What's better, 18-month old Parmigiano Reggiano or 36-month old Parmigiano Reggiano Stravechhio? I wanted to know if the extra year and a half (and the extra couple of dollars) was worth it, so I purchased two half pound wedges from igourmet.com.
Most places I've read say that older Parmigiano Reggiano cheeses have a deeper color than the younger cheeses. I personally couldn't tell the difference in color between my 18 month and 36 month old cheeses. I asked my wife if she could tell, and they looked the same to her as well. Since the cheeses where so similar in color, I had to keep track of the two by the rind. The rind on the younger cheese was darker, and was imprinted.
One difference between the two cheeses in appearance was the number of amino acid crystal in the cheese. These crystals form from the breakdown of proteins as the cheese ages, and older Parmigiano Reggianos have more amino acid crystals in them. (Aged Cheddars and some other cheeses have the same thing happen to them.) Inside it's vacuum packed plastic that the cheese arrived in the crystals looked like white patches of mold to my wife.
Both cheeses appear to be wire-cut. I was a little disappointed by this, because knife-cut Parmigiano has a much more interesting rough texture while wire-cut Parmigiano is pretty smooth. I imagine wire-cut Parmigiano Reggiano wastes less cheese though, since when you cut the cheese with a knife small flakes or crumbs come off.
When I cut off small chunks of cheese with a knife it became apparent that the older cheese was much more crumbly than the younger cheese.
The younger Parmigiano had a nutty flavor with somewhat of an acidic bite to it. To me the flavor of the younger cheese was stronger than that of the older Parmigiano. The younger cheese was sharper, as well.
The Stravecchio was more mellow in taste, but also much more complex at the same time. The taste was fuller, and didn't have the same acidic bite that younger cheese had. Both cheeses had the crunchy amino acid crystals, but the older cheese had much more. I enjoyed the crystals as it made the texture more interesting. The older cheese was also more crumbly and you could feel that in your mouth as you bit down on it.
With Balsamic Vinegar
I tried the cheeses by themselves and also with balsamic vinegar. I had never tried cheese with vinegar before, and was pleasantly surprised by how well I like it. I was also surprised that the younger cheese tasted much different than the older cheese with balsamic vinegar.
The younger cheese drizzled with balsamic vinegar had a fruity taste to it. The older Parmigiano had a sweet taste with balsamic vinegar. I liked the fruity taste of the younger cheese with balsamic vinegar more than I liked the sweet taste of the older cheese with balsamic vinegar.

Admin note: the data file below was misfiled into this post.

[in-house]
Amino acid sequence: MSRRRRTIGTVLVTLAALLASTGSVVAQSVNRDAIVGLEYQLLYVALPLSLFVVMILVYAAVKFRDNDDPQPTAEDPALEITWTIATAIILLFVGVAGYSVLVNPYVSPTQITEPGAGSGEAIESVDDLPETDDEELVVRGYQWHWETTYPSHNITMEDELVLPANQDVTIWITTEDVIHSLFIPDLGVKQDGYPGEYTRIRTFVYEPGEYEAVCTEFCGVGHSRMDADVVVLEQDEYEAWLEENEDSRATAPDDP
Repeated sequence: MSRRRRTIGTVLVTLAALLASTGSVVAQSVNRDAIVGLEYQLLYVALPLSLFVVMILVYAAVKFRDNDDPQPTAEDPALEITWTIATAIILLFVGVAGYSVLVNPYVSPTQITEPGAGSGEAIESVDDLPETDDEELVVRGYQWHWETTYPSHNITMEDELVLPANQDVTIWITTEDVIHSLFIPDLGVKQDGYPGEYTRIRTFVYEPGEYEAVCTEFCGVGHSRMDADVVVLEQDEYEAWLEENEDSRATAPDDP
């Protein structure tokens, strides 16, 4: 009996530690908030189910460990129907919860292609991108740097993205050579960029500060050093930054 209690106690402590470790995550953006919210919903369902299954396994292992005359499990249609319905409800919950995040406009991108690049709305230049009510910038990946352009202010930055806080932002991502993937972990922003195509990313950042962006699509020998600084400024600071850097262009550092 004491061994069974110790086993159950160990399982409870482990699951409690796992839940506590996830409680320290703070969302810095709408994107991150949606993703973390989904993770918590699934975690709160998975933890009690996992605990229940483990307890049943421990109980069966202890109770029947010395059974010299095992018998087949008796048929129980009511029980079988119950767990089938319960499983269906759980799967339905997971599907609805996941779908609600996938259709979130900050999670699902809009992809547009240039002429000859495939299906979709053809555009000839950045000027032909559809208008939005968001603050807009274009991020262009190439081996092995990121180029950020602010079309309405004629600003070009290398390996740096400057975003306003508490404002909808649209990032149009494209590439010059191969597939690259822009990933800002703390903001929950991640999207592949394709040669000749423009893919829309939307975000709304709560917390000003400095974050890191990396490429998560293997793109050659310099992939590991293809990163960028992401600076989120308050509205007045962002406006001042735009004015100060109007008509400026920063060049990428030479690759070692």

Parmigiano Reggiano is well-known as a grating cheese. I used the same rotary grater to grate both cheeses. As you can see in the photo the results were different for each cheese.
The Parmigiano Reggiano Stravecchio broke down into tiny crumbs in the cheese grater. It had an almost powdery texture.
The younger Parmigiano Reggiano (on the right side of the photo) held its shape better and resembled shredded cheese. It also had some of the powdery crumbs that the older cheese had, but not nearly as much. And the older cheese did not have any of the larger pieces that the younger cheese had.
I melted some of the grated cheeses on a griddle to see how they might differ. The photo doesn't show it as well as I would have liked, but the younger Parmigiano (on the right) melted slighltly faster than the older Parmigiano (on the left). I expected the opposite to be true, since the older Parmigiano was shredded into much smaller pieces. Even though the younger cheese melted more quickly, the difference in time wasn't very large; on a 300 F griddle the younger cheese started showing signs of melting about 10 seconds sooner.
Some cheeses seperate or become oily when melted. Neither of my two Parmigianos did this.
I don't know if I could pick which one I like better overall; I really liked both of them quite a bit.
With the balsamic vinegar, I liked the younger cheese better, but still liked the older one.
Eating the cheese by itself, I liked the older cheese. I liked the more complex, mature flavor of the older cheese better than the acidic sharpness of the younger cheese. I also liked biting into the amino acid crystals. However, I could have easily spent the afternoon nibbling on them both.
I didn't use either of these cheeses on top of pasta. If I did, my guess is that I would have liked the younger cheese on top of the pasta better, since I like to be able to taste the cheese on my pasta and the younger cheese had a stronger flavor. (That's why I prefer Pecorino Romano on my pasta.)
I would strongly recommend both cheeses. Parmigiano Reggiano Stravecchio is much more difficult to find in stores than its younger version, so you may have to purchase it online like I did. But you may be fortunate enough to have a local shop that carries the older version too. Have you had either of these cheese? Please comment below. You can also learn more about Parmigiano Reggiano in our cheese guide.